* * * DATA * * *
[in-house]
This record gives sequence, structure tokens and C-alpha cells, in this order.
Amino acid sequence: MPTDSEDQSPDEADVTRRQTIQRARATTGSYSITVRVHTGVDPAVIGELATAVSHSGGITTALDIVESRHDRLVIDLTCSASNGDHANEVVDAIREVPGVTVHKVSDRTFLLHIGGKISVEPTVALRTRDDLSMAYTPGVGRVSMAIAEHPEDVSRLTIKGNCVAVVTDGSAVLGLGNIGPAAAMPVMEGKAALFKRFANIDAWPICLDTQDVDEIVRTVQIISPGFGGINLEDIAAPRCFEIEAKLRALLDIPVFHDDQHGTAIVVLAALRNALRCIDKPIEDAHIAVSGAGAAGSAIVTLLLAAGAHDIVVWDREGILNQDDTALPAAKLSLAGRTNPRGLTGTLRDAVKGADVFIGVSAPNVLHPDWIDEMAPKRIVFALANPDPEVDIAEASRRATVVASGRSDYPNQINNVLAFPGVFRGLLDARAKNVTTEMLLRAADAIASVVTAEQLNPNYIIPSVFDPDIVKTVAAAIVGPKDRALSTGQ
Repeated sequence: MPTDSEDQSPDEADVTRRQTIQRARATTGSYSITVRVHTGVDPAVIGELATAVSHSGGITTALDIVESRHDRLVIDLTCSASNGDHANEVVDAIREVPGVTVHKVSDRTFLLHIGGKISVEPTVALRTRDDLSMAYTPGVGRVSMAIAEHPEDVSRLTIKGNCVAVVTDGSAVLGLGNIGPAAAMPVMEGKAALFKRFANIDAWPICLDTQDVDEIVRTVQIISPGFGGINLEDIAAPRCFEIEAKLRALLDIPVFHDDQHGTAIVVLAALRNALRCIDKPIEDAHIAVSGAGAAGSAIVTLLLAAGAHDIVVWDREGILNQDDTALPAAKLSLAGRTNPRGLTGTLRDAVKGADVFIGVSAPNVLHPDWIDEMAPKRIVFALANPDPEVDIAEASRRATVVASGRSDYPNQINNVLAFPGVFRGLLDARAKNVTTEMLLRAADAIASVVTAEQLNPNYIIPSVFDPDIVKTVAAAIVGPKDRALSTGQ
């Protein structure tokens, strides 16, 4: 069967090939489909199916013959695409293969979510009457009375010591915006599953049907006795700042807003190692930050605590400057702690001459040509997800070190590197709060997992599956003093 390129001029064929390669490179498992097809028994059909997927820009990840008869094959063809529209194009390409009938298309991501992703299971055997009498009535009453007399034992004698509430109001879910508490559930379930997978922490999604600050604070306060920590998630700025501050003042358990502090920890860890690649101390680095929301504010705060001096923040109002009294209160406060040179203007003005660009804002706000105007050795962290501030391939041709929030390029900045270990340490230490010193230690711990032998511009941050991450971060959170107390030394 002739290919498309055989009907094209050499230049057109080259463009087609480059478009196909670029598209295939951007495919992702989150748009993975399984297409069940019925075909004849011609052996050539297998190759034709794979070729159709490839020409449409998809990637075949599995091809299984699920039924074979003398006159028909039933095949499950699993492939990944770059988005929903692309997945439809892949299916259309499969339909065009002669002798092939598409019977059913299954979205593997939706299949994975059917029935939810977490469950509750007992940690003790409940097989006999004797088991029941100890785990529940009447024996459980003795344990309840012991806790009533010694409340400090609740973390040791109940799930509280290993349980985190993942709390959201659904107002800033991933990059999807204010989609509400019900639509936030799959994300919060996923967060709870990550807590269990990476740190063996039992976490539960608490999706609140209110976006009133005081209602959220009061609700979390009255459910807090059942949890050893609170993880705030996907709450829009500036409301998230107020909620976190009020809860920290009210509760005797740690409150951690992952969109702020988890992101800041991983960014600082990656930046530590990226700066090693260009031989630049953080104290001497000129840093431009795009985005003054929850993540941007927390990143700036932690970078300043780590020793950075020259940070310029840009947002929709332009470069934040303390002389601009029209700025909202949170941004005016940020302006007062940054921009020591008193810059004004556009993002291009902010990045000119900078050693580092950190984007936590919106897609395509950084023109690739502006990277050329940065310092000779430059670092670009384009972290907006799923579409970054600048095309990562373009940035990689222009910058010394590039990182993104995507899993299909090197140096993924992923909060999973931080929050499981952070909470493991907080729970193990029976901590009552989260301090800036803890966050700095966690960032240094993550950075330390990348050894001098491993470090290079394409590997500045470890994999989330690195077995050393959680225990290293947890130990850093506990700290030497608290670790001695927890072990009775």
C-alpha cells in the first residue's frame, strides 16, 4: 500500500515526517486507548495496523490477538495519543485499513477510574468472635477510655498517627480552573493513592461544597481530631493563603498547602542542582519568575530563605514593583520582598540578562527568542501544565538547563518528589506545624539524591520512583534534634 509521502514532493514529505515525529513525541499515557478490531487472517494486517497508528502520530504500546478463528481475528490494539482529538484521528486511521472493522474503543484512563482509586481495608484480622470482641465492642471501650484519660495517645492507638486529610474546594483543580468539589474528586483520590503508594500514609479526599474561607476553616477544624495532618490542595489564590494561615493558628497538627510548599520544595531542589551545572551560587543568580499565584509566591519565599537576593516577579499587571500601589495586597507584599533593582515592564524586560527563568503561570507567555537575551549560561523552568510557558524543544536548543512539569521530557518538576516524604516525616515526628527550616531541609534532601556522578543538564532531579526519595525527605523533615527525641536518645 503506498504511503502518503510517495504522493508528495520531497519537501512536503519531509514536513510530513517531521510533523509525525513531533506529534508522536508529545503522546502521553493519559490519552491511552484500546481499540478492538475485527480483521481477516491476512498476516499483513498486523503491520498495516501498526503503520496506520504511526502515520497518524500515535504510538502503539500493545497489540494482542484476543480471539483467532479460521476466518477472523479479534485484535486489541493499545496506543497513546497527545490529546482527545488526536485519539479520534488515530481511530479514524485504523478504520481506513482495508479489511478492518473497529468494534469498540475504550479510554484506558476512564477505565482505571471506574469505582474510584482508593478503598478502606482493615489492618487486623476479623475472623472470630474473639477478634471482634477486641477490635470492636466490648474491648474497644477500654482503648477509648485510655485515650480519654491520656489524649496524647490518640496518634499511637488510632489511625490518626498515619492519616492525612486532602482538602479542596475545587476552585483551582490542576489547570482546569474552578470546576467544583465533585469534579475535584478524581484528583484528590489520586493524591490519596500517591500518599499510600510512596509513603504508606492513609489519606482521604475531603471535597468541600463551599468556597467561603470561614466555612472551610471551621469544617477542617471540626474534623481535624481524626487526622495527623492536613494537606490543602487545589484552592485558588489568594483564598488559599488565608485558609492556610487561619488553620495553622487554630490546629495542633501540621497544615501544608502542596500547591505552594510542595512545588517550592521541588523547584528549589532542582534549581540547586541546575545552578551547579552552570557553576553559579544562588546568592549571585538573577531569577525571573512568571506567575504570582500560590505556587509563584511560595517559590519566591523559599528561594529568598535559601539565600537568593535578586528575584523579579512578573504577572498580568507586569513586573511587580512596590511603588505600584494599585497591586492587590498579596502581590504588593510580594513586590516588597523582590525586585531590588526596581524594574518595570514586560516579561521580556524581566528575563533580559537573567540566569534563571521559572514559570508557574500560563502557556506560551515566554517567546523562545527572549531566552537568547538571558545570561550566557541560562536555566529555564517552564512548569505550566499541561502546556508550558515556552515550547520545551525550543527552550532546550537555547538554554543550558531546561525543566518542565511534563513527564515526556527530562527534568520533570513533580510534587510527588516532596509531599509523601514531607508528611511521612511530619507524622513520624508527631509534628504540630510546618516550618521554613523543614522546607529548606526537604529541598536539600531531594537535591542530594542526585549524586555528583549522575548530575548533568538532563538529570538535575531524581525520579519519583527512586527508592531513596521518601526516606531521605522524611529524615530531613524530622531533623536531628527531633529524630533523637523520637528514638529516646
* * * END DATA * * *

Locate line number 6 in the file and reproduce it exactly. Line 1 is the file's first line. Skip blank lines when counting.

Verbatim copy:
C-alpha cells in the first residue's frame, strides 16, 4: 500500500515526517486507548495496523490477538495519543485499513477510574468472635477510655498517627480552573493513592461544597481530631493563603498547602542542582519568575530563605514593583520582598540578562527568542501544565538547563518528589506545624539524591520512583534534634 509521502514532493514529505515525529513525541499515557478490531487472517494486517497508528502520530504500546478463528481475528490494539482529538484521528486511521472493522474503543484512563482509586481495608484480622470482641465492642471501650484519660495517645492507638486529610474546594483543580468539589474528586483520590503508594500514609479526599474561607476553616477544624495532618490542595489564590494561615493558628497538627510548599520544595531542589551545572551560587543568580499565584509566591519565599537576593516577579499587571500601589495586597507584599533593582515592564524586560527563568503561570507567555537575551549560561523552568510557558524543544536548543512539569521530557518538576516524604516525616515526628527550616531541609534532601556522578543538564532531579526519595525527605523533615527525641536518645 503506498504511503502518503510517495504522493508528495520531497519537501512536503519531509514536513510530513517531521510533523509525525513531533506529534508522536508529545503522546502521553493519559490519552491511552484500546481499540478492538475485527480483521481477516491476512498476516499483513498486523503491520498495516501498526503503520496506520504511526502515520497518524500515535504510538502503539500493545497489540494482542484476543480471539483467532479460521476466518477472523479479534485484535486489541493499545496506543497513546497527545490529546482527545488526536485519539479520534488515530481511530479514524485504523478504520481506513482495508479489511478492518473497529468494534469498540475504550479510554484506558476512564477505565482505571471506574469505582474510584482508593478503598478502606482493615489492618487486623476479623475472623472470630474473639477478634471482634477486641477490635470492636466490648474491648474497644477500654482503648477509648485510655485515650480519654491520656489524649496524647490518640496518634499511637488510632489511625490518626498515619492519616492525612486532602482538602479542596475545587476552585483551582490542576489547570482546569474552578470546576467544583465533585469534579475535584478524581484528583484528590489520586493524591490519596500517591500518599499510600510512596509513603504508606492513609489519606482521604475531603471535597468541600463551599468556597467561603470561614466555612472551610471551621469544617477542617471540626474534623481535624481524626487526622495527623492536613494537606490543602487545589484552592485558588489568594483564598488559599488565608485558609492556610487561619488553620495553622487554630490546629495542633501540621497544615501544608502542596500547591505552594510542595512545588517550592521541588523547584528549589532542582534549581540547586541546575545552578551547579552552570557553576553559579544562588546568592549571585538573577531569577525571573512568571506567575504570582500560590505556587509563584511560595517559590519566591523559599528561594529568598535559601539565600537568593535578586528575584523579579512578573504577572498580568507586569513586573511587580512596590511603588505600584494599585497591586492587590498579596502581590504588593510580594513586590516588597523582590525586585531590588526596581524594574518595570514586560516579561521580556524581566528575563533580559537573567540566569534563571521559572514559570508557574500560563502557556506560551515566554517567546523562545527572549531566552537568547538571558545570561550566557541560562536555566529555564517552564512548569505550566499541561502546556508550558515556552515550547520545551525550543527552550532546550537555547538554554543550558531546561525543566518542565511534563513527564515526556527530562527534568520533570513533580510534587510527588516532596509531599509523601514531607508528611511521612511530619507524622513520624508527631509534628504540630510546618516550618521554613523543614522546607529548606526537604529541598536539600531531594537535591542530594542526585549524586555528583549522575548530575548533568538532563538529570538535575531524581525520579519519583527512586527508592531513596521518601526516606531521605522524611529524615530531613524530622531533623536531628527531633529524630533523637523520637528514638529516646